Weeds and weeding.
Weeds need to be removed as they compete with plants for moisture, light and nutrients.
Weeds are typically plants that are growing in the wrong place. Rather than killing them, you may want to dig them up and replant them in a different area of the garden. For example any grass I find growing in the border, I pull up and plant in a hole in the lawn where I've dug up a dandelion.
Don't put weeds that have gone to seed on the compost heap, burn them or put them in the bin. Some seeds may survive the hot temperatures in a compost heap and germinate when the compost is used in the garden.
Methods of weed control include:
Hand weeding - most effective, very accurate, but hard work.
Hoeing - cutting the leaves and stems of weeds at ground level, preventing photosynthesis and making them weak so that they die, accurate but needs doing regularly.
Burning with blow torch - the high temperature kills the whole plant, not very accurate and can be expensive if a large area has to be cleared.
Excluding light - covering areas of soil, with polythene sheeting or old carpet. Plants require light in order to grow, but blocking this out, they fail to germinate, or the plant will die within a few days of being covered. This method is useful on vegetable plots, obviously after everything has been harvested, as it will also warm the soil quickly in the spring. It's impractical to do this on a border, but small problem areas could be covered.
Chemical treatment - probably the most common control of weeds. As weedkiller is quick to apply and are very effective, however they can be harmful to the environment, other neighboring plants and perhaps poisonous to some animals. Also care must be taken when disposing of the weeds.
Chemical weedkillers fall into three categories:
- Systemic - the chemicals in the weedkiller are absorbed through the leaves, killing the plant as they travel through to the roots.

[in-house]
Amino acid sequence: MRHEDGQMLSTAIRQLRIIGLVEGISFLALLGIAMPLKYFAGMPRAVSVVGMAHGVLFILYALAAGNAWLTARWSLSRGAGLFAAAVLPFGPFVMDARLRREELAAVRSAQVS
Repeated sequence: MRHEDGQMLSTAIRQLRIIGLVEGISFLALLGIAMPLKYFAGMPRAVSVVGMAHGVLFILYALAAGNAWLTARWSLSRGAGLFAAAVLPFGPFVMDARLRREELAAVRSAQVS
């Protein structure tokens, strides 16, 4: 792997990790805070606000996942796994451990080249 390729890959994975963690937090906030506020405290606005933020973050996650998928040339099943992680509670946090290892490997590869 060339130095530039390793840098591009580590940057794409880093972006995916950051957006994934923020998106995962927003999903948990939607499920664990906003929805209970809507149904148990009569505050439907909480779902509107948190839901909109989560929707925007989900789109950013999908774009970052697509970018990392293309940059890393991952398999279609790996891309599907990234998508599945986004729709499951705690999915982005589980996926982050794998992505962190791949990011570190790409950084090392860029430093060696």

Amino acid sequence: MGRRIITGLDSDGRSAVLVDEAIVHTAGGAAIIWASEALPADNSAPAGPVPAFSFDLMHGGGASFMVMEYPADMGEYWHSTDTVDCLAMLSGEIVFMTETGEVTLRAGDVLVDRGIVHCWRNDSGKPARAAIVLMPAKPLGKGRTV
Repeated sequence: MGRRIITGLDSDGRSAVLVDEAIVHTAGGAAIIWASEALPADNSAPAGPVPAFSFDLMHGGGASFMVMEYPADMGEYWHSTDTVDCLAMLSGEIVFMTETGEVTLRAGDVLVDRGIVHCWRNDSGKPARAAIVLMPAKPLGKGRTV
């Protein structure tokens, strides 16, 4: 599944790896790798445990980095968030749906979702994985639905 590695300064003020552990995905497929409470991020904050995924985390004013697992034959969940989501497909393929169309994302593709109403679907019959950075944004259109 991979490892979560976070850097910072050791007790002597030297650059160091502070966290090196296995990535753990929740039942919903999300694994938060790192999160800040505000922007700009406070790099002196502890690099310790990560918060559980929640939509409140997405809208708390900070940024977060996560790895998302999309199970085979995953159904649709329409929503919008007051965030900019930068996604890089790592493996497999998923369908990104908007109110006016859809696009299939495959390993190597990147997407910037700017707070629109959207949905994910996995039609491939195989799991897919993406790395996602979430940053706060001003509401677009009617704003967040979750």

- Contact - the active ingredients in the weedkiller, kills the leaves and stems of weeds on contact.
- Residual - forms a waxy coating over the leaves and stems, preventing photosynthesis.
Methods of applying weedkillers:
Spraying - Quite a few weedkillers are available pre-mixed. For those that need diluting, follow the guidelines on the packet. Adding extra concentrate doesn't kill the weeds any quicker, it just means that you will have to buy more, sooner.
Only mix the amount of weedkiller that you are likely to need, any excess is unlikely to be effective when you come to use it again.
Use a separate spray bottle for weedkillers and for misting plants and clearly label the weedkiller spray bottle. I've got two spray bottles from Hozelock, I don't know if it is a design feature by Hozelock, but one has a red top and the other green.
To prevent over spray (where weedkiller drifts on to other plants), cover nearby plants and only spray on calm, still days. To make the spraying as effective as possible try to apply when rain isn't forecast for a couple of days.
Application by hand - For those really stubborn weeds put on a marigold glove, then a fabric glove and dip your hand in the systemic weedkiller. Grasp the bottom of the weed and draw your hand up the plant crushing the leaves as you go. This makes the weed take up the chemicals more readily.